JACKSON, Miss.--Many people in the state are still talking about the suicide of a 17-year-old Newton High student that happened at the school last week. It happened during National Suicide Awareness Month and the Mississippi Dept. of Mental Health wants to get the word out that you can help someone who may be contemplating killing themselves.
I went to the Robert E. Lee Building in downtown Jackson to talk with Kris Jones. She heads up DMH's efforts to curb suicide deaths in the state. Some of the factoids she had on hand may surprise some of you.
"Suicide in Mississippi. for our young people, is the third leading cause of death," she said.
Jones said Mississippi loses about 50 people to suicide each month and that about 40 of those in a typical year are young people. She said often after a person commits suicide, people are left with questions about why.
"Many, many times it is not one single factor that led that youth to make that decision. There are usually multiple factors that are involved. There are usually multiple warning signs," she said.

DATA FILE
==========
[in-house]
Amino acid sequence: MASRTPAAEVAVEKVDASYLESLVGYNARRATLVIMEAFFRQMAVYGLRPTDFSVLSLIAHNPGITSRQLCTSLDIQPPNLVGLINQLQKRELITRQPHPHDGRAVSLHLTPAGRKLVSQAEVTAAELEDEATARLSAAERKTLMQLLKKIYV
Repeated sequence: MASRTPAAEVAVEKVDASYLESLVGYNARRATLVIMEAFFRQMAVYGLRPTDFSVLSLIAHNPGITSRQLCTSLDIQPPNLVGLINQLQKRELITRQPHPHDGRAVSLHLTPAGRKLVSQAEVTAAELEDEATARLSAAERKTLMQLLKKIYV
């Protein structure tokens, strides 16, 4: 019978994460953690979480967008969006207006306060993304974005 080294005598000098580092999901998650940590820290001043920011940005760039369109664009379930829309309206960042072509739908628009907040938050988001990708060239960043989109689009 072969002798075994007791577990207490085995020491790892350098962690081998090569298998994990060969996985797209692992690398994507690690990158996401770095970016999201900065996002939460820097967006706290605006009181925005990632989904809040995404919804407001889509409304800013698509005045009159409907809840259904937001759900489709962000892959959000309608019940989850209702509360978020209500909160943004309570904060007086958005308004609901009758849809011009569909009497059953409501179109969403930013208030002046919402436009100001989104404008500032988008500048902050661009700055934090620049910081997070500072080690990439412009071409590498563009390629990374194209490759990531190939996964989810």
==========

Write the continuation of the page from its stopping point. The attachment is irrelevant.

We asked what you might look for if you suspect someone may be thinking about suicide. Jones said changes in behavior are a strong signal.
"Maybe you have an individual who used to be outgoing and now they want to stay at home. You may see that a person starts to make statements about feeling very hopeless, feeling that nobody can help them or that they are very alone in their situation."
A teen may also be moody or irritable when they are depressed. She said even though teens may act this way normally, it's still a good idea to pay attention.
Jones said talking to someone if you suspect they may be suicidal is the first step in preventing a suicide.
A national hotline number is 1-800-273-TALK (8255).
Interview with Kris Jones of DMH about youth suicide: